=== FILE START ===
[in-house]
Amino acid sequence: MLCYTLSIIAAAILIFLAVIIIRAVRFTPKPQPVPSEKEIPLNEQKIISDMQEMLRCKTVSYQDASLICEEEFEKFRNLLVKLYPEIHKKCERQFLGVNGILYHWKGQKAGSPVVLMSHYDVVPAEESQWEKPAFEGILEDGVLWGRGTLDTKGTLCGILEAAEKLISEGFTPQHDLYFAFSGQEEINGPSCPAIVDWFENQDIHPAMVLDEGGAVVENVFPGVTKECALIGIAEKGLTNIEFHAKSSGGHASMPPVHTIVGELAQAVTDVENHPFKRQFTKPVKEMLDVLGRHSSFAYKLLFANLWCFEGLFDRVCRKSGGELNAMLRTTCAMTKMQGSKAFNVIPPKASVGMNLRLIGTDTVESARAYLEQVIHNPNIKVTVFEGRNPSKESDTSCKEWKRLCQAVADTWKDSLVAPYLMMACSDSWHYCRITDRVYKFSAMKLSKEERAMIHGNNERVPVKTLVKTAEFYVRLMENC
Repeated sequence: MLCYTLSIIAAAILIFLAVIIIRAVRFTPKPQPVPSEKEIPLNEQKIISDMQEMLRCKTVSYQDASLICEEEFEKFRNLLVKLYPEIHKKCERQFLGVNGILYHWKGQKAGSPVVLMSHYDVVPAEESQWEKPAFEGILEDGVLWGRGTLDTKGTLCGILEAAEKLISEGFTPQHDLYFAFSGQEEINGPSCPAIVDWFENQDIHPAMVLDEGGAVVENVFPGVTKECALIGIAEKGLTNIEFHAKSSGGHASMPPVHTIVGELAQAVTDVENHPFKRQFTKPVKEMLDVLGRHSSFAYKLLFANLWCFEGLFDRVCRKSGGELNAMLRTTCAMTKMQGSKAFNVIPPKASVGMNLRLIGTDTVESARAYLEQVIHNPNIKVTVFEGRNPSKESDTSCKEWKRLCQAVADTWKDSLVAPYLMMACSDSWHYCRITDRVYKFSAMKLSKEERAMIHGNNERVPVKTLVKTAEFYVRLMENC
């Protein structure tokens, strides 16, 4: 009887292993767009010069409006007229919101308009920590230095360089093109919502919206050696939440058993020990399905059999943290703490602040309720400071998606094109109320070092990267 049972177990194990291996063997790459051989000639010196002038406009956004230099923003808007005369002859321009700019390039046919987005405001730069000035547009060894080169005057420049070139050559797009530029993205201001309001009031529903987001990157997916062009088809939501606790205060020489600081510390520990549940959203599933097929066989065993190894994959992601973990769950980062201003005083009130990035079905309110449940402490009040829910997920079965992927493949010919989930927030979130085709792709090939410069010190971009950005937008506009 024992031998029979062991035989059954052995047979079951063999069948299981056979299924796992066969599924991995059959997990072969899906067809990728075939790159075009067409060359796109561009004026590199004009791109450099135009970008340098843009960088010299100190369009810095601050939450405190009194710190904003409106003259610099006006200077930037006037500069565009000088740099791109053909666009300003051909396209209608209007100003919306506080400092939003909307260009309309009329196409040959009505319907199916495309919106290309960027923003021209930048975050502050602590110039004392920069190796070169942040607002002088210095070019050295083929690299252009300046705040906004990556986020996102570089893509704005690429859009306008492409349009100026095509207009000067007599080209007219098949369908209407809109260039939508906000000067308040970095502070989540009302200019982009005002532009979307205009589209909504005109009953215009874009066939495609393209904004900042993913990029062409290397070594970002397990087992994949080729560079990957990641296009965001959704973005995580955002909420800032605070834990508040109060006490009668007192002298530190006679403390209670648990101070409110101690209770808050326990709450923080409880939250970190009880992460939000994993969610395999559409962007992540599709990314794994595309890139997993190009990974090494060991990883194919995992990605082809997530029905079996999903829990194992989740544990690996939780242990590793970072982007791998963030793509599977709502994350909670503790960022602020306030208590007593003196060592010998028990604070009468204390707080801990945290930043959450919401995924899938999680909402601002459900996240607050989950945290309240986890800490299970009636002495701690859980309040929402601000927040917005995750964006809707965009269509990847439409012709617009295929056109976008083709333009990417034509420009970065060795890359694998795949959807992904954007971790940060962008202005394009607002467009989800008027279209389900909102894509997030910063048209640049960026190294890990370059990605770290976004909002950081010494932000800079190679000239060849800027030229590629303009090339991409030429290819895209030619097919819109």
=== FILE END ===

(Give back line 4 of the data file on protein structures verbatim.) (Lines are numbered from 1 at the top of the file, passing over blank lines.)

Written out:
């Protein structure tokens, strides 16, 4: 009887292993767009010069409006007229919101308009920590230095360089093109919502919206050696939440058993020990399905059999943290703490602040309720400071998606094109109320070092990267 049972177990194990291996063997790459051989000639010196002038406009956004230099923003808007005369002859321009700019390039046919987005405001730069000035547009060894080169005057420049070139050559797009530029993205201001309001009031529903987001990157997916062009088809939501606790205060020489600081510390520990549940959203599933097929066989065993190894994959992601973990769950980062201003005083009130990035079905309110449940402490009040829910997920079965992927493949010919989930927030979130085709792709090939410069010190971009950005937008506009 024992031998029979062991035989059954052995047979079951063999069948299981056979299924796992066969599924991995059959997990072969899906067809990728075939790159075009067409060359796109561009004026590199004009791109450099135009970008340098843009960088010299100190369009810095601050939450405190009194710190904003409106003259610099006006200077930037006037500069565009000088740099791109053909666009300003051909396209209608209007100003919306506080400092939003909307260009309309009329196409040959009505319907199916495309919106290309960027923003021209930048975050502050602590110039004392920069190796070169942040607002002088210095070019050295083929690299252009300046705040906004990556986020996102570089893509704005690429859009306008492409349009100026095509207009000067007599080209007219098949369908209407809109260039939508906000000067308040970095502070989540009302200019982009005002532009979307205009589209909504005109009953215009874009066939495609393209904004900042993913990029062409290397070594970002397990087992994949080729560079990957990641296009965001959704973005995580955002909420800032605070834990508040109060006490009668007192002298530190006679403390209670648990101070409110101690209770808050326990709450923080409880939250970190009880992460939000994993969610395999559409962007992540599709990314794994595309890139997993190009990974090494060991990883194919995992990605082809997530029905079996999903829990194992989740544990690996939780242990590793970072982007791998963030793509599977709502994350909670503790960022602020306030208590007593003196060592010998028990604070009468204390707080801990945290930043959450919401995924899938999680909402601002459900996240607050989950945290309240986890800490299970009636002495701690859980309040929402601000927040917005995750964006809707965009269509990847439409012709617009295929056109976008083709333009990417034509420009970065060795890359694998795949959807992904954007971790940060962008202005394009607002467009989800008027279209389900909102894509997030910063048209640049960026190294890990370059990605770290976004909002950081010494932000800079190679000239060849800027030229590629303009090339991409030429290819895209030619097919819109």